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# Finally, it becomes clear that process of obtaining switching losses of a MOSFET in a switching power supply

2023-05-04【Archive】

Power supply engineers know that MOS switching loss factor in entire power system is not small. We are talking about MOS switching loss, most of all it is turn-on loss and turn-off loss, because these two losses are not like conduction loss. This is as intuitive as pass loss or drive loss, so some people are still a little confused about it calculation.

Today, we're using reverse CCM turn-on and turn-off loss to come up with a formula that we hope will inspire you.

We know that these losses are due to crossover losses caused by crossing voltage and current at a very short turn-on or turn-off moment, so we must first draw crossover curve and then step by step. waveform step Step-by-step derivation of formula for its calculation.

Let's look at picture together. The picture below shows process of superposition of current and voltage during switching. This picture describes worst situation. When current rises to I1 when mos tube is turned on, mos voltage does not start. It starts to drop, and mos tube current starts to drop after voltage on mos tube rises to Vds when it is turned off.

**Worst case analysis:**

**mos tube opening process**

**Phase 1:** voltage constant and current rising (voltage constant Vds and current increasing from 0 to Ip1). At moment mos is turned on, current rapidly increases from zero to Ip1, and DC MOS does not change voltage by Vds;

**Phase 2:** current is constant and voltage drops (Ip1 current is constant and voltage drops from Vds to 0). current at this time (section Ip1-Ip2) Compared to 0-Ip1 moment, it is very slow. -transistor starts dropping rapidly to 0V.

**Mos Tube shutdown process**

**Phase 1:** current is constant and voltage rises (current Ip2 is constant and voltage rises from 0 to Vds). The voltage quickly begins to rise from 0 to maximum voltage. Vds, which is same as opening MOS. The current basically does not change on Ip2;

**Phase 2:** voltage is constant and current drops (spot voltage Vds is constant and current drops from Ip2 to 0). At this time, voltage Vds is constant and current drops rapidly from Ip2 with a large value. The slope drops to 0.

The worst-case switching situation is discussed above, but in my personal experience, this is just a misunderstanding. I have not come across such a situation, so I don't usually use such a situation to calculate switching losses.

Because I don't use it myself, I won't draw a detailed conclusion for situation described above. The worst-case turn-on and turn-off loss calculation formula is directly given below.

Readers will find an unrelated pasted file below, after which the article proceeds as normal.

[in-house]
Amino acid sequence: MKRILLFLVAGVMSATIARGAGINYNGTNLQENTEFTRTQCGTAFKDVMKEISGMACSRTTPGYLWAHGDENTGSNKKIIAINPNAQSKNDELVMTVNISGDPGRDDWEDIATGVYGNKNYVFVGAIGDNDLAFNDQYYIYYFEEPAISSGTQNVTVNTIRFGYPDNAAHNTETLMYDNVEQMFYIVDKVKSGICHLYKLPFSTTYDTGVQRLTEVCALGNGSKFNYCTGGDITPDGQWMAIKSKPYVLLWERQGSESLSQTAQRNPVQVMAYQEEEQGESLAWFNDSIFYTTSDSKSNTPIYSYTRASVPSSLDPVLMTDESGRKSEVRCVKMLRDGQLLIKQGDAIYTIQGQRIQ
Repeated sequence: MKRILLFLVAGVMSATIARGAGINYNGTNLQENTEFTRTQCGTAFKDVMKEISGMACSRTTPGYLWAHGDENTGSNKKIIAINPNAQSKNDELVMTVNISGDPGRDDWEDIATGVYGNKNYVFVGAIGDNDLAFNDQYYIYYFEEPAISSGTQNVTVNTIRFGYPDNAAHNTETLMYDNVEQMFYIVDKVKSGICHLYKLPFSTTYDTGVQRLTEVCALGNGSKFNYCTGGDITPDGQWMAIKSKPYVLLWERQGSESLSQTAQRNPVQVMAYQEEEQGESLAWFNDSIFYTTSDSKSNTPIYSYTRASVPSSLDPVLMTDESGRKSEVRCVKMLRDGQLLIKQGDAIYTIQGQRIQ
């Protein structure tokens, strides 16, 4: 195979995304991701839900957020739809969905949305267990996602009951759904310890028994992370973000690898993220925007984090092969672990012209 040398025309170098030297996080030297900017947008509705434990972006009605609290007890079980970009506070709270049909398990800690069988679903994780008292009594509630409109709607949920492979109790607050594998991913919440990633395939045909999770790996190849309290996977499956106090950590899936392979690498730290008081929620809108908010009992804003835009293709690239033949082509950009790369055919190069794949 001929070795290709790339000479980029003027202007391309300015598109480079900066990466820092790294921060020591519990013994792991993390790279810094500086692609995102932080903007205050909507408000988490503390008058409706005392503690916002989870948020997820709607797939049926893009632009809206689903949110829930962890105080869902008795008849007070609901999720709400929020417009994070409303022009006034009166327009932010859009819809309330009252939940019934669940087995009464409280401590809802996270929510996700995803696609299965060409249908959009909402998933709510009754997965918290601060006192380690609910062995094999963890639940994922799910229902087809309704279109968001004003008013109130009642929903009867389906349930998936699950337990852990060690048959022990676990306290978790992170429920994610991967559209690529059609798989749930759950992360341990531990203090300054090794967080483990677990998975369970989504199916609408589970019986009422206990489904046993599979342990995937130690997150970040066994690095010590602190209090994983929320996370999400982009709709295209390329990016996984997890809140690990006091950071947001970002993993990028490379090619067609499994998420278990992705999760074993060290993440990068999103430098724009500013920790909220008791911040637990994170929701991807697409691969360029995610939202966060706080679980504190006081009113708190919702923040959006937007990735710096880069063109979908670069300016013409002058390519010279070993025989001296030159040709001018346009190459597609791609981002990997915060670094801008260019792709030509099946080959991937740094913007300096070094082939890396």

With regard to transition time t off and on, evaluation process will be given below.

Personally, I think that analysis and conclusions are more consistent with real situation, see picture.

**The difference between this situation and previous one is this:**

**On power-up:** The process of rising current 0-Ip1 and process of falling voltage Vds-0 occur simultaneously.

**Turn-off stage:** The 0-Vds voltage rise process and current fall process from Ip2-0 occur simultaneously.

**Turn-on losses**

Let's first find traffic opening time at time t1

It seems that we can use average method to directly calculate, Ip1/2 × Vds/2 *t1*fs, actually this is wrong, actual exact calculation of this process is that during time t Each instant corresponds to power, and then accumulate all instantaneous power for this period and then divide it by switching period T or multiply it by switching frequency fs. Well, when we have an idea, there are only math problems left, let's see together.

**Let me talk about t1 estimation method. **

The idea is to calculate time t1 according to total gate charge given in MOSFET datasheet and use formula Qg=i*t to calculate.

Let's take a look at arousal process in figure above. Vth is turn-on threshold of MOS lamp, and Vsp is Miller platform of MOS lamp. In fact, process from beginning of MOS tube to saturated conduction is from control voltage from point to point b in this interval.

The total gate charge Gg can be found in mos tube datasheet.

Then this is field current required during this period, let's look at figure below, value of this current is combined with your actual field circuit.

The current i can be calculated according to value of resistor R1 and Miller plateau voltage.

Miller plateau voltage Vsp can also be found in MOS lamp datasheet.

Then, according to your actual supply voltage (in fact, it is approximately equal to Vcc supply voltage of chip), before actual voltage is created, you can preset it in theoretical evaluation stage, for example, preset 15 V.

When calculating, we consider section from Vth to Vsp to be approximately equal to Vsp, and then it is easy to calculate i. i=(Vcc-Vsp)/R1, excitation current i was calculated at this point, and then platform time (from point a to point b) t1 was calculated. Qg=i*t1, t1=Qg/i, now almost same. So, let's summarize formula for calculating turn-on loss of MOS switch, i=(Vcc-Vsp)/R1, calculate control current at pad t1=Qg/i, and calculate duration of pad operation (i.e. when MOS is on, voltage and current ) Pon=1/6*Vds*Ip1*t1*fs.

**Losses during outage**

There is no difference between calculation of turn-off losses and method of outputting turn-on losses, I will not repeat here, I will give a simple result.

i=(Vsp)/R2, calculate platform drive current. t1=Qg/i, calculate platform duration (i.e. voltage and current crossing time when MOS is turned off) Ptoff=1/6*Vds*Ip1*t1*fs.

The above is for flyback CCM, calculation method for DCM is same, but for DCM, Ip1 is 0, turn-on loss is negligible, and calculation method for turn-off loss is same.

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